MISS­ING A LOVED ONE

In the Moment - - Wellbeing -

Bron­agh, 35, Kent

“I al­ways loved Christ­mas. I come from an Ir­ish fam­ily and dad and I were re­ally close. Ev­ery year it was our tra­di­tion to go and buy a Christ­mas tree from the same place. We would go for a fry-up at the same café and come home and put the tree up, al­ways hav­ing the same ar­gu­ment about why he wouldn’t buy a stand for the tree, in­stead of prop­ping it up with two bricks in a bucket, which al­ways made the tree wob­bly!

“When he died from a heart at­tack in 2014

I was dev­as­tated. I re­mem­ber cry­ing and think­ing that life would never be the same, but also that Christ­mas would never be the same. The rst time, in­stead of hav­ing lunch at home and hav­ing to look at dad’s empty chair at the ta­ble, we went out to the pub for lunch, which did help.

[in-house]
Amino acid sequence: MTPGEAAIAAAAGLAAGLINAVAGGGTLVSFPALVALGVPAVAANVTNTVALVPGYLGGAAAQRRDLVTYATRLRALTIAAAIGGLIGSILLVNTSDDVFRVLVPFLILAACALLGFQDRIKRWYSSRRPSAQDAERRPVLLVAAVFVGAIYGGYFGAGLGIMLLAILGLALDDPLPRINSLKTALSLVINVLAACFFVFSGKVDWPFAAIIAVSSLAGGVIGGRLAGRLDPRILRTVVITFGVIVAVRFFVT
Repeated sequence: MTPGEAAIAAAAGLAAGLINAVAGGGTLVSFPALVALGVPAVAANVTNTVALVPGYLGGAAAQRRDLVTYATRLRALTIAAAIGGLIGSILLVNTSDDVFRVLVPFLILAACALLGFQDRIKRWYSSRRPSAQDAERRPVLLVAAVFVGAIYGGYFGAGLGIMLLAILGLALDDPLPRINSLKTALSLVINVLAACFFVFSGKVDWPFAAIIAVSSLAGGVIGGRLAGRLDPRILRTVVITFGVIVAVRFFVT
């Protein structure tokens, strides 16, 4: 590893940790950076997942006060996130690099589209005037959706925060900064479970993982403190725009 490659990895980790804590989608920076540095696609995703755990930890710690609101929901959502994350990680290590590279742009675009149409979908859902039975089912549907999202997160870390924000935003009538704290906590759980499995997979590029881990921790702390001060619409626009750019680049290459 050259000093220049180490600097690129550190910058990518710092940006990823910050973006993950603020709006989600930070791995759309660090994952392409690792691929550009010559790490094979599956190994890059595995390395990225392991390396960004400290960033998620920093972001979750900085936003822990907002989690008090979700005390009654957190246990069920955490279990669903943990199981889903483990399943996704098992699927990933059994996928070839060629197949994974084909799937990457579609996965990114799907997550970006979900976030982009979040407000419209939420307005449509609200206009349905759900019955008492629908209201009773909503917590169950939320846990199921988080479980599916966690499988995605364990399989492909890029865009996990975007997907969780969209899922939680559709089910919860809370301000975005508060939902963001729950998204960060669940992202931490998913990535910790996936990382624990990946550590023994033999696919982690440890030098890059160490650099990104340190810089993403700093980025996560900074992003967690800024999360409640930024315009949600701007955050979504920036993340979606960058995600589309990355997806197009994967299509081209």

“Now I have a lit­tle girl and I want to make Christ­mas special for her, like my mum and dad did for me. My husband says it’s time for us to start mak­ing our own tra­di­tions as a fam­ily and I agree, but it still feels weird be­cause I thought I’d al­ways cel­e­brate it at my par­ents’. When I see all of the Christ­mas ad­verts they make me think about all the peo­ple who have lost some­one they love. Christ­mas is a re­ally bit­ter­sweet time now.”

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